Party in the U.S.A.
Forget everything you know about American music and immerse yourself in this one-of-a-kind travelogue that kicks off with Joan Jett thrashing out Jonathan Richman's classic "Roadrunner," goes into Biggie's candidate for greatest hip-hop song of all time ("Juicy") and the continues to Dolly Parton's eerily relevant "In the Good Old Days (When Times Were Bad)." Then there's Lady Gaga's "You & I" and Ke$ha's "TiK ToK" and No Doubt's bizarre pop-prog-metal-tango epic "Tragic Kingdom," all of which couldn't have come from any other country; neither could the arch irony-inside-of-irony of David Byrne's Latin-pop "Miss America" and the feckless Dandy Warhols' Occupy-timed version of "16 Tons."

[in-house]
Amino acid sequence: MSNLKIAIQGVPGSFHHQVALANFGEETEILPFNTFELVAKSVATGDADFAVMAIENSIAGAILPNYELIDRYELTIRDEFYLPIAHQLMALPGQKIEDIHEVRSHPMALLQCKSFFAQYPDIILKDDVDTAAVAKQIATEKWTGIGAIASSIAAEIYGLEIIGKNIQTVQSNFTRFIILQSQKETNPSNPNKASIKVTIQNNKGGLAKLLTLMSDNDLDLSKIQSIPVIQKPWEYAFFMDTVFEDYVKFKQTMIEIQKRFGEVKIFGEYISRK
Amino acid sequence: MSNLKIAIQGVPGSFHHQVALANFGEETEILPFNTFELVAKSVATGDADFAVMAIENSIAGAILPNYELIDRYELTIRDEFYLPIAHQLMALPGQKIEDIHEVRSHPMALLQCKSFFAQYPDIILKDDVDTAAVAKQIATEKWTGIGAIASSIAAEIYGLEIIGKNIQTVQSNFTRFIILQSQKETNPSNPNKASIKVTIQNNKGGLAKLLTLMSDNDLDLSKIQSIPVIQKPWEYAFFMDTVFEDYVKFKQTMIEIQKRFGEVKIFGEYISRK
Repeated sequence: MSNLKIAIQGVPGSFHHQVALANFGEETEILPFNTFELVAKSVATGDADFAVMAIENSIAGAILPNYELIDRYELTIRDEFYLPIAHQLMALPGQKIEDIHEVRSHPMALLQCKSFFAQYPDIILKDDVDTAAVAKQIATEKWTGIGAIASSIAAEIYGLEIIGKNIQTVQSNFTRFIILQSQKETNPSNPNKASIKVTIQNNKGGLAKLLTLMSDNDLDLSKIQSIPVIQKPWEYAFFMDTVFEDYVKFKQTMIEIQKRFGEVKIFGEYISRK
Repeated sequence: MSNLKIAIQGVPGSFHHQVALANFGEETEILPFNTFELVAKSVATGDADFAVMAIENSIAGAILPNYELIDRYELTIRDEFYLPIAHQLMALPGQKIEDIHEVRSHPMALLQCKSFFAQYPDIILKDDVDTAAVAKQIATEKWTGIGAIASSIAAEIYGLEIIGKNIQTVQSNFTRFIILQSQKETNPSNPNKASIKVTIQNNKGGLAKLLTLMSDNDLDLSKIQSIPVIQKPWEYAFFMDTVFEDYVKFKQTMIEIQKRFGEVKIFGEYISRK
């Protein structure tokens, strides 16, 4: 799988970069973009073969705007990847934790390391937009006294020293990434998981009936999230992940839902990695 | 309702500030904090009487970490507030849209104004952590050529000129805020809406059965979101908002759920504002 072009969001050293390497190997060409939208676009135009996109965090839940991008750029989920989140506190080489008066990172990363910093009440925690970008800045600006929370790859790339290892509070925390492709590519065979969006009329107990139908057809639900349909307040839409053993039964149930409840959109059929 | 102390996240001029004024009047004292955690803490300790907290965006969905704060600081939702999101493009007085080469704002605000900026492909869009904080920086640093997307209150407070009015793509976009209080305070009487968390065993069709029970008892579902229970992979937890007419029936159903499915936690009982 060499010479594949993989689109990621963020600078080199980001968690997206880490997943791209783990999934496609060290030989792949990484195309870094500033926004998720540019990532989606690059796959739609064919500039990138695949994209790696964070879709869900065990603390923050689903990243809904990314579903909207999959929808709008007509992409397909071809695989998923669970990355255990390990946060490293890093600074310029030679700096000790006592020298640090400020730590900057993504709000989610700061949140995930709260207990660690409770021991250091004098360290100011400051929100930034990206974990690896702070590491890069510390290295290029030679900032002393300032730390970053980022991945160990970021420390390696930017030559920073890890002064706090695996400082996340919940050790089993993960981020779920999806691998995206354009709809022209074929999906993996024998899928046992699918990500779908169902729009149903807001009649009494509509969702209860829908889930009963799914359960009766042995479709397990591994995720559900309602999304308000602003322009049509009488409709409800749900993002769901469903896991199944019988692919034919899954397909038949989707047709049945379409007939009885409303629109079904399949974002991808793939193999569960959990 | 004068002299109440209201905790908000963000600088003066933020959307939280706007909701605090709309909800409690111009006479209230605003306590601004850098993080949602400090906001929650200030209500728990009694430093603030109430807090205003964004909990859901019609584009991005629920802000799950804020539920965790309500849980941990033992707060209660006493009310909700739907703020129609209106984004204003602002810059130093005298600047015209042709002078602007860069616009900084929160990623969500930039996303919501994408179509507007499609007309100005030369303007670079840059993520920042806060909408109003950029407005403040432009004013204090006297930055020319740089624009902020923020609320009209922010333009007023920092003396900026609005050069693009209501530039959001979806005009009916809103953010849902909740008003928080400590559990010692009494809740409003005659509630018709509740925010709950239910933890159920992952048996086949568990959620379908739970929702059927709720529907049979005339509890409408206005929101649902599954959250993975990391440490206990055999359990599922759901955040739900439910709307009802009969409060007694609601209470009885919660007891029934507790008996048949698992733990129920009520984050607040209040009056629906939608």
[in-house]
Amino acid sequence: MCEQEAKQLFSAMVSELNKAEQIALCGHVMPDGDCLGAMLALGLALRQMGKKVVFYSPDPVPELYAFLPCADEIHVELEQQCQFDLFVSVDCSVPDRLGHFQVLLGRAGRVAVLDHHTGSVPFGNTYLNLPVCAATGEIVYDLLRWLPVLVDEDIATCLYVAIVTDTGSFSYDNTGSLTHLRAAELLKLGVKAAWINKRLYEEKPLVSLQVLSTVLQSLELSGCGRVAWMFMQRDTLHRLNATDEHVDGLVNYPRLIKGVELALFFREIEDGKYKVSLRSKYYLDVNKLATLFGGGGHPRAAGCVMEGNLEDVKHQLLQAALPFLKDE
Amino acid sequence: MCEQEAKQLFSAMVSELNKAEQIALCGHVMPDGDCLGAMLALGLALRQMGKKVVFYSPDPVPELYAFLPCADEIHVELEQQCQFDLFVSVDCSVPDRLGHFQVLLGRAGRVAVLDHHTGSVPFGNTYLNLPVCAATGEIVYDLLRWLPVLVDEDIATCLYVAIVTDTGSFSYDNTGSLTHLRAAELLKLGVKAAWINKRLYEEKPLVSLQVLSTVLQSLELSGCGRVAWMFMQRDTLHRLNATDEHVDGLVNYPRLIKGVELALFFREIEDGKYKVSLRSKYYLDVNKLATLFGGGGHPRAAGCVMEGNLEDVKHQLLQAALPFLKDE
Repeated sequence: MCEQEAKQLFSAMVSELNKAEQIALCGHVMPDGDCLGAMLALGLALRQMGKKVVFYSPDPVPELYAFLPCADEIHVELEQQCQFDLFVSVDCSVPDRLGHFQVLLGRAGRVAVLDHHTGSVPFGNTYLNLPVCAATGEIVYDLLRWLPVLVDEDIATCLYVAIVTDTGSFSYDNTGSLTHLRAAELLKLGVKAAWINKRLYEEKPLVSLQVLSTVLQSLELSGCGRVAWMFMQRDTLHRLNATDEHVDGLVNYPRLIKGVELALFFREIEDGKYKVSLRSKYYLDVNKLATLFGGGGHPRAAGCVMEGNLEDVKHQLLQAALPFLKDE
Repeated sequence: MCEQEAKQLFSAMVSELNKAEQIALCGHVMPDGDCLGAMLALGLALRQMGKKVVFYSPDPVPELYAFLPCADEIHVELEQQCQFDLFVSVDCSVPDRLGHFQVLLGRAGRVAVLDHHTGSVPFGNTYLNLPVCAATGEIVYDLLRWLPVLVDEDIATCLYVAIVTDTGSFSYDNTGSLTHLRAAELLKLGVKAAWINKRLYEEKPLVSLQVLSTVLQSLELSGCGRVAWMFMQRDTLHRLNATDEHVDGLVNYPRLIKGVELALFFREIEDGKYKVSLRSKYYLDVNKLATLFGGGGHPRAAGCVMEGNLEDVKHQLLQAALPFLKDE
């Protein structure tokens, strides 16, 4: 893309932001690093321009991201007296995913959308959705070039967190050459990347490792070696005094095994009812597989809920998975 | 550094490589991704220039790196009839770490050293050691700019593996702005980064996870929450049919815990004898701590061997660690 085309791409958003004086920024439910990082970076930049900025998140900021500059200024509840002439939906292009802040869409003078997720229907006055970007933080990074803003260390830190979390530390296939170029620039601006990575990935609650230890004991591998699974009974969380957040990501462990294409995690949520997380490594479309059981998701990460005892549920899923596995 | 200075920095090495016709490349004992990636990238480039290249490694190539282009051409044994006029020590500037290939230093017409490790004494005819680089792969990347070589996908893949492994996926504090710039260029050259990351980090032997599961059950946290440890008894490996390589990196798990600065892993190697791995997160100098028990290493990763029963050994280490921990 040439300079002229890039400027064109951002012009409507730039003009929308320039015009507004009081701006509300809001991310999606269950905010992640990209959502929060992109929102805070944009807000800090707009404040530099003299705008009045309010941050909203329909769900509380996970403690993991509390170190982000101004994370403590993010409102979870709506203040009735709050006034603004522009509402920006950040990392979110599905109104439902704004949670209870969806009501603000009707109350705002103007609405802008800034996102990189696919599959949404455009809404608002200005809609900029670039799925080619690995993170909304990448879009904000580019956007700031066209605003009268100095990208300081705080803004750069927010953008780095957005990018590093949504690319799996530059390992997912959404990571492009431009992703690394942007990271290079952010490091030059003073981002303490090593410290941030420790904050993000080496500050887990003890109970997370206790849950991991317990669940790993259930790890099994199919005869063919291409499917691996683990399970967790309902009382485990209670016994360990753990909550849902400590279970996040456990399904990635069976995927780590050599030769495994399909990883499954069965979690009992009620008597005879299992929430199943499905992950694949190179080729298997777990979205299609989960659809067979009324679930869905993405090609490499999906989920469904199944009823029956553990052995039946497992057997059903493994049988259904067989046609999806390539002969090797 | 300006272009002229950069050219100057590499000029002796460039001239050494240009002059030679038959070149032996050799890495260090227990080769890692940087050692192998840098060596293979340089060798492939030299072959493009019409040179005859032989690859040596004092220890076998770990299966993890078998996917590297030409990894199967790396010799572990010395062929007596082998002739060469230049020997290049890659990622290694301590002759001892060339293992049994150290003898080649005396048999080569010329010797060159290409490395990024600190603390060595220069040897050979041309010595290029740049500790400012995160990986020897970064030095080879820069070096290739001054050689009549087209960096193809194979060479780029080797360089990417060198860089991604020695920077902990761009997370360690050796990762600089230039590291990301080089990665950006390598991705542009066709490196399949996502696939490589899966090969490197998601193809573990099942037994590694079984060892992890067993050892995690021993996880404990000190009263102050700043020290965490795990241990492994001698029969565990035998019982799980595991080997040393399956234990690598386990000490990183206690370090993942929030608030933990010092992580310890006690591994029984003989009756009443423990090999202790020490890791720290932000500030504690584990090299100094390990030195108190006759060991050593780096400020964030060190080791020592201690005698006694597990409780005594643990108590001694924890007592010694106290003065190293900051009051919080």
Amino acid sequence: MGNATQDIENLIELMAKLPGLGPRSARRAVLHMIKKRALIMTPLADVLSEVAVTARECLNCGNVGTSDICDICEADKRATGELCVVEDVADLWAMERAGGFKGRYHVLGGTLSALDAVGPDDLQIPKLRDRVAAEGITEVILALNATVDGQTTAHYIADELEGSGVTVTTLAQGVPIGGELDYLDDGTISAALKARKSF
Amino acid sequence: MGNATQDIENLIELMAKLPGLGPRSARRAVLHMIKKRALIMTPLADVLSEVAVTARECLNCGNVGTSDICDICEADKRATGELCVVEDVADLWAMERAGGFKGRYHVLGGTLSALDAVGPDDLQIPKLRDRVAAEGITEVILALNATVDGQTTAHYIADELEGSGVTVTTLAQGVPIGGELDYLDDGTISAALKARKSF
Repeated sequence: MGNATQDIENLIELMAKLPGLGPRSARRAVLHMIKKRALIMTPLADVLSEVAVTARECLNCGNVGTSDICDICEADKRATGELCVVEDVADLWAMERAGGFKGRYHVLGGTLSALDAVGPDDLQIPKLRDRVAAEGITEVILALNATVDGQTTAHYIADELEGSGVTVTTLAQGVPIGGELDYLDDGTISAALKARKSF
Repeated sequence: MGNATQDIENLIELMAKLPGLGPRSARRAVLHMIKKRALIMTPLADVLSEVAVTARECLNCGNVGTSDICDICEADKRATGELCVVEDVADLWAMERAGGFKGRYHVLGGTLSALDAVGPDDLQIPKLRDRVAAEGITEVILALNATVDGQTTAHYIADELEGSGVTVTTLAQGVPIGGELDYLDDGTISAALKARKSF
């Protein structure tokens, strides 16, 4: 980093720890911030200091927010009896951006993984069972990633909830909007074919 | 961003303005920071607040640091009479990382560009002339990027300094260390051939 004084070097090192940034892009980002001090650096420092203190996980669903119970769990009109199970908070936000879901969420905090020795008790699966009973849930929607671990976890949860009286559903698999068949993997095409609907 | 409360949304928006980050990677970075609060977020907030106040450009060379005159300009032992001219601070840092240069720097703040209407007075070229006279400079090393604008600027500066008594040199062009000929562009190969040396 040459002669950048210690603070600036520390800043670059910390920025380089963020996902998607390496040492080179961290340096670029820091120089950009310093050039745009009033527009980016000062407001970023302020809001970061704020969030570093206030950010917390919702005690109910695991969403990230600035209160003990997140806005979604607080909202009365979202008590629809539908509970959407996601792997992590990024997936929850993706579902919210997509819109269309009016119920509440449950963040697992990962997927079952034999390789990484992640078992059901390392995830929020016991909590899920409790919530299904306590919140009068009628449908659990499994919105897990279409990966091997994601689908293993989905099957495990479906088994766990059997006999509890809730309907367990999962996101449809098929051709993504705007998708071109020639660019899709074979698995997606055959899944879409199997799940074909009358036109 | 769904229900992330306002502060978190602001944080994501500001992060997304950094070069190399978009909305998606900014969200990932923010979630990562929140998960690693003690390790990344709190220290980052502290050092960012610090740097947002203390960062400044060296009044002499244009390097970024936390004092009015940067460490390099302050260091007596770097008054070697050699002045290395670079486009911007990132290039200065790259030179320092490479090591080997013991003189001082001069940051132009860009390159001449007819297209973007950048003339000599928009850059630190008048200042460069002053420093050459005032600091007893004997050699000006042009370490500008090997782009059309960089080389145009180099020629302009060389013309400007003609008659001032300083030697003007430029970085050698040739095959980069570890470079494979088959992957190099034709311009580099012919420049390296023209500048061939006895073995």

Our country celebrates the critical (Tom Paxton's tense Vietnam protest "Lyndon Johnson Told the Nation," Cake's corporate send-up "Comfort Eagle," Public Enemy's controversial, filtered-kazoo gospel epic "By the Time I Get to Arizona") and the mindless (Miley Cyrus' immortal "Party in the U.S.A.," Britney Spears' roller-rink slam "You Drive Me Crazy [The Stop Remix!]," The Offspring's nihilistic "Cool to Hate") in equal measure. We birthed culture-twisters Weird Al and Laurie Anderson, too. Let's celebrate it all in one insane dosage.